Do you remember this repurposed t.v. stand (from the ReStore) that I showed you last week? If you remember– I painted with my new Homeright Finish Max Pro?
I’ve got some details to share with you today.
The bottom of the cabinet was too deep and I decided to add a shelf. You can see that I have already added cleats to the side made out of scrap wood and secured with some Gorilla Wood Glue and my nail gun.
I added a thin piece of plywood that I notched out to make the shelf. Not shown: I added a small board for support in the middle (back)
Then I put it in the paint booth for a quick paint makeover with my HomeRight Finish Max Pro .
Did you wonder why I covered the top of the t.v. cabinet with paper while I was painting it? This is why. I had been working on the top of this cabinet off and on for a couple of weeks trying to get the pattern right. Once I got it right I traced all of the repurposed shutter slats on one side so I could easily replicate the pattern without a lot of thought.
I used the slats from two closet doors I’ve had in my storage shed for a year or so.
I cut the slats in 5” lengths, then lightly sanded them to remove the shine. If you don’t have access to shutter slats, you could try this project with Paint Sticks
In this picture, you can get a better feel for how I traced them after I finally got the pattern the way I wanted it. I seriously put them on and off so many times trying to get them to look right that I didn’t want to have to do that all over again.
I removed the paper and painter’s tape and followed the pattern I traced using Gorilla Wood Glue to secure all the slats in place. I let the first two set up before I continued the pattern because I wanted to be able to push them snug against each other.
I found this method worked easiest for me. I placed a row where they should go, checked them for placement, then flipped them all over, squirted some glue on each one, then carefully turned them over and laid them in place.
If I weren’t so math-challenged, I’m sure this would have been much easier for me.
I used a metal yardstick to help me mark the cuts for the pieces than hang over the sides of the wooden chevron table top.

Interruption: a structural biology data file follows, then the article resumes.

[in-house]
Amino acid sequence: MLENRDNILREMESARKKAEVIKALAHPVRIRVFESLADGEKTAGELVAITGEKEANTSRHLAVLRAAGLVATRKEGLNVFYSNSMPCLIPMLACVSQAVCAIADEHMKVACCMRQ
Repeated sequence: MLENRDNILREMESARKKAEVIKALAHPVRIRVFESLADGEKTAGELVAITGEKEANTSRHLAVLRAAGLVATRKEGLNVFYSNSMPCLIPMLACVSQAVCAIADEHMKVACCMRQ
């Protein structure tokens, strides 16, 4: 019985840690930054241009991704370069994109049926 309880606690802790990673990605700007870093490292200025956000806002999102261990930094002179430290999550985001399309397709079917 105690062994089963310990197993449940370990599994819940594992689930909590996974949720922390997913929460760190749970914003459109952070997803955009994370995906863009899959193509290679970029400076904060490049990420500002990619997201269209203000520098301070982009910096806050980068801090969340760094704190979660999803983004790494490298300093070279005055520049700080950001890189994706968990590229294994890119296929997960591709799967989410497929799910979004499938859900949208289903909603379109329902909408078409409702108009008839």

I saved all the cut-offs and were able to use many of them to fill in the areas that were left.
NOTE: I cut my slats on a compound miter saw—using a full slat from the door shown above to do all the small cuts. NEVER place your fingers near the saw blade to hold short pieces of wood. The small pieces you see are the end cuts after I cut the slat.
Voila! It’s completed! I love it!
These are my tools to stain the top after it was glued down. I used Minwax Wood Finish in Walnut, a cheap chip brush, a latex glove, and a small rag to wipe the stain off.
I used the cheap chip brush in able to get down into the cracks of the wooden chevron pattern, then wiped the stain off with the small rag, going with the grain of each slat.
NOTE: painter’s tape around the front and sides.
stained, and loving it even more!
I added a cheap piece of bead board paneling for the back. Here’s where I’d like to tell you that the piece was too small and I had to piece it together. Well, in fact that IS the truth. The piece was too small because someone cut it wrong <gail looks around to find the guilty party> You know the old saying measure twice, cut once? I actually measured this THREE times. I seriously don’t know how I cut it wrong—I think I’ll blame it on my poor math skills. I simply cut another small piece to make up the difference.
I simply glued the two pieces together and used painter’s tape to hold it until the Gorilla wood glue set up, then I removed the painter’s tape and laid down a piece of white Gorilla Tape.
I love the walnut stain with the Naval (Behr) paint.
y’all know I’m terrible at staging, but I had to show how this wonderful cabinet can be used in your home.
Well, looky who’s there! It’s my little Louie! This cabinet would make a great pet bed. Louie doesn’t have a pet pillow because he sleeps with me, but a king sized bed pillow fit perfectly in this cabinet.
Note: the pieced bead board is on the right, you can’t even tell it has been pieced. I painted the back of the board blue, and painted right over the white Gorilla tape.
Louie was such a good boy, he let me take all kinds of pictures. This repurposed t.v. cabinet is very versatile, how would you use it? Do you love the wooden slatted table top as much as I do?
ps I’m spending some time over at Sew Woodsy, helping Jon and Katie take some time off for their sweet baby Ryder. Check out my post Upcycle Furniture Roudup